Phonics screening check and key stage 1 assessments: England 2019

Provisional information on the 2019 phonics screening check and national curriculum assessments at key stage 1.

Dr Mary Bousted, Joint General Secretary of the National Education Union, said:

“The over-emphasis on Phonics has distorted the teaching of reading in schools, and has produced no discernible increase in children’s ability to read with understanding and pleasure. The Phonics Check is another example of a test which undermines, rather than supports, the principle of a broad and engaging curriculum in primary schools. The Union calls for it to be independently reviewed, so that its value and effects can be objectively evaluated.”

Free schools achieve highest results for six and seven-year-old pupils for the fifth year in a row

Free schools in England are helping give six and seven-year-olds the basic skills they need for future success, as they outperform other types of school for the fifth year in a row.

Phonics results from the 188 primary free schools in England are 4 percentage points higher than in council-run schools.

KS1 assessment and phonics screening checks released today show nationally 82% of year 1 pupils are meeting the expected standard in phonics while 75% of year 2 pupils reach the expected standard in reading, 69% in writing, 76% in maths and 82% in science in their Key Stage 1 assessments.

The statistics show:

  • 82% of pupils met the expected standards in phonics – up from 58% in 2012
  • This figure rises to 87% in mainstream free schools
  • 75% of year 2 pupils reach the expected standard in reading, 69% in writing, 76% in maths and 82% in science
  • For mainstream free schools these figures rise to 79% in reading, 73% in writing, 79% in maths and 85% in science
  • Girls outperform boys in both phonics and Key Stage 1 assessments
  • London is the best performing area in the country in both phonics and Key Stage 1 assessments

Nick GibbSchool Standards Minister Nick Gibb said:

If children are to achieve their full potential it’s vital that they are given firm foundations to build on – and that’s what these statistics show is happening. It’s particularly pleasing to see free schools doing so well, illustrating the important role they play in the system.

Mastering phonics, which provides a solid foundation for reading, along with basic numeracy and literacy, means these pupils will be able go on to apply these skills in more and more advanced ways.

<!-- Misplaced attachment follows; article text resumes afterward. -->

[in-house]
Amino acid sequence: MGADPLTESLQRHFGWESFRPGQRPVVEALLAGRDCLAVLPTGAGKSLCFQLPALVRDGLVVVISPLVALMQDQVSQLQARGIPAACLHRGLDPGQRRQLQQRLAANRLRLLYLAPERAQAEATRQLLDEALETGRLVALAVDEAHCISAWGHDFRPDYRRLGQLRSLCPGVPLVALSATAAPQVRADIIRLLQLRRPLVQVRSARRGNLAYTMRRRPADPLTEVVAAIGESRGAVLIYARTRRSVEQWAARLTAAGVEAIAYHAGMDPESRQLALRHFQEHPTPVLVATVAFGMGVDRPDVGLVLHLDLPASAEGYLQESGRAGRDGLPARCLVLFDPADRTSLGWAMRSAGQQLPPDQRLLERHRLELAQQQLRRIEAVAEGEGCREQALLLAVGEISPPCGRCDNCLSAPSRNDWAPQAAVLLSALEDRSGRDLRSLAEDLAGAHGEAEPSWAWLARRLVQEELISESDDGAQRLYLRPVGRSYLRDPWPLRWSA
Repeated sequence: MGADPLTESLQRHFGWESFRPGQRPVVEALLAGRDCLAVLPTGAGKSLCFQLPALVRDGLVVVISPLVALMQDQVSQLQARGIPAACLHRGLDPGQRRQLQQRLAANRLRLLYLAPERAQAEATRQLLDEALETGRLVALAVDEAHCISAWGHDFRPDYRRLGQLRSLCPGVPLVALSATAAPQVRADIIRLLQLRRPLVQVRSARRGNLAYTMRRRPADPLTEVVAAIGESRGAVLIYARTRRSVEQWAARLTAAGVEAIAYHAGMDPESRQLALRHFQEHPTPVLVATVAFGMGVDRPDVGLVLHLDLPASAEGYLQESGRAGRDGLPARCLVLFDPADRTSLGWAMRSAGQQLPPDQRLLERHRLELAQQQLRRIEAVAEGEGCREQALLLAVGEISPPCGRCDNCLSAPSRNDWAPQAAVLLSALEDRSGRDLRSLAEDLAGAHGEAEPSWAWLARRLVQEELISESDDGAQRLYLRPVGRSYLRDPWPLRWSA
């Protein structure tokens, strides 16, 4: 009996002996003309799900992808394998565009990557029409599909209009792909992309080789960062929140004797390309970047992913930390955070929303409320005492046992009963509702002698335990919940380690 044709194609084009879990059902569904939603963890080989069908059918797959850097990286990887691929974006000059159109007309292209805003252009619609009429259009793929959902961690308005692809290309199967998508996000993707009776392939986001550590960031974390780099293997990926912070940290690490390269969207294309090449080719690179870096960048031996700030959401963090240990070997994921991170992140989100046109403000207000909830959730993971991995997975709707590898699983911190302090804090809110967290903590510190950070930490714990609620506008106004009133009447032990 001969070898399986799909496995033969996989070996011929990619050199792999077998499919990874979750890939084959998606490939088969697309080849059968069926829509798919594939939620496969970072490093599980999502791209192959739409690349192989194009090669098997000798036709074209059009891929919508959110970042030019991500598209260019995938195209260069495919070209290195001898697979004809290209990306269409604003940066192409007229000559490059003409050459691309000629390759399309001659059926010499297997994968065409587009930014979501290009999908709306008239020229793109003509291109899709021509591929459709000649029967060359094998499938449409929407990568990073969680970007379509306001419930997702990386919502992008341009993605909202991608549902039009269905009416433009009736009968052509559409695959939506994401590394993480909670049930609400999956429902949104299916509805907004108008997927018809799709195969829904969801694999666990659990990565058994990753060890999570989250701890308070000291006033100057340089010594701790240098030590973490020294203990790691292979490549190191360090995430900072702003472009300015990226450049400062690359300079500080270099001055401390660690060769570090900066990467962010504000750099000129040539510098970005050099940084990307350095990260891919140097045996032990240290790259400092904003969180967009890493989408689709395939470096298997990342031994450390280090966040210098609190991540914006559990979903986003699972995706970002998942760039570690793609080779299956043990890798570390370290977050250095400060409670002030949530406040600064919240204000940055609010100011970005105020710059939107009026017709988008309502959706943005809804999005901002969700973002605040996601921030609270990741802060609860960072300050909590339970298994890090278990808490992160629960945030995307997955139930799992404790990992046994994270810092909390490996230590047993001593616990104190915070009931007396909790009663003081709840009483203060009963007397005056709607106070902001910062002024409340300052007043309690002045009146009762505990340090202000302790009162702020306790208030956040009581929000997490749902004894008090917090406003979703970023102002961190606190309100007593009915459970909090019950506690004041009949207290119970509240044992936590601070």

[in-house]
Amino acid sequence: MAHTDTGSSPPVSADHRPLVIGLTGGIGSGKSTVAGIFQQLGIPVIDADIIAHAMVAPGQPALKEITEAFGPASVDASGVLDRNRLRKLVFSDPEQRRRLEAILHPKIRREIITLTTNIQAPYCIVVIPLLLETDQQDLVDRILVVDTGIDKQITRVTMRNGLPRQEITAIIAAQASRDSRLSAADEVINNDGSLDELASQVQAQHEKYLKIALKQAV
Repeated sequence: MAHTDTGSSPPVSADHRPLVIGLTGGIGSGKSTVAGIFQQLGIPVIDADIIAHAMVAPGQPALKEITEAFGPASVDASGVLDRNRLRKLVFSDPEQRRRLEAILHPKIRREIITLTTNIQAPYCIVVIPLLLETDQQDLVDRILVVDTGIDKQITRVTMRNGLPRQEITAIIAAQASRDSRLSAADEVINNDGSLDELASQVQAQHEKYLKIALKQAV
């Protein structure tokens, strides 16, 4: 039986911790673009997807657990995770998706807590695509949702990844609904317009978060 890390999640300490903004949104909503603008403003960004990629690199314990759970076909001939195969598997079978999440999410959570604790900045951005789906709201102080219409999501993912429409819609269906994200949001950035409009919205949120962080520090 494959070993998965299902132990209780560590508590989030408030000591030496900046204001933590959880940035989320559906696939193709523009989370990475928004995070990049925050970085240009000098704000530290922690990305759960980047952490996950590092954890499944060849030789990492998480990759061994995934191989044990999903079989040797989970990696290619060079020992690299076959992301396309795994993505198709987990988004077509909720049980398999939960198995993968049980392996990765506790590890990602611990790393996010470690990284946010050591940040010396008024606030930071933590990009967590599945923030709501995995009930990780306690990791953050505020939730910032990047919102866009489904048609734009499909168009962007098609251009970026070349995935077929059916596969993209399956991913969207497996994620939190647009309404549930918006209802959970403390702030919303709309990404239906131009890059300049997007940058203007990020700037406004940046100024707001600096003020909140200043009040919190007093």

It’s because of the hard work of teachers and our keen focus on raising standards at the earliest stages of education that we’ve been able to see these results.

Free schools, introduced in 2010, are funded by the government but aren’t run by the local council. They have more control over how they do things.

Phonics provides pupils with the building blocks they need to read fluently and confidently, as well as aiding future learning and giving them the tools they need to express themselves. Other countries are looking to emulate the success of this approach, with policy makers in Australia currently piloting this screening check.


The government has invested in programmes to help raise standards in our primary schools. In 2018 we launched a £26.3m English Hubs programme. We have appointed 34 primary schools who will support nearly 3000 schools to improve their teaching of reading through systematic synthetic phonics, early language development, and reading for pleasure. This is on top of £41 million to follow the same approach to teaching maths as world-leading countries through the Shanghai Mastery for Maths programme. ‎This is on top of wider changes to the primary assessment system which will reduce unnecessary workload for teachers so they can focus on what really matters in the classroom.


Main text

PDF, 1.2MB, 18 pages

Phonics tables

MS Excel Spreadsheet, 1.5MB


Key stage 1 tables

MS Excel Spreadsheet, 700KB

Quality and methodology

PDF, 831KB, 34 pages

Underlying data

ZIP, 191KB

Pre-release access list



Statistics which show provisional 2019 phonics and key stage 1 (KS1) results for pupils in schools in England at different levels, including:

  • national
  • regional
  • local authority
  • local authority district

The results are grouped by pupil characteristics which include:

  • ethnicity
  • disadvantage
  • free school meal eligibility and special educational needs provision
  • school characteristics

The publication includes phonics results in year 1 and by the end of year 2, and KS1 teacher assessment for:

  • reading
  • writing
  • maths
  • science

Please note that 2019 KS1 results in reading, maths and science are not comparable to 2018 due to changes to the teacher assessment frameworks. Results in writing are only comparable to 2018 and not previous years.

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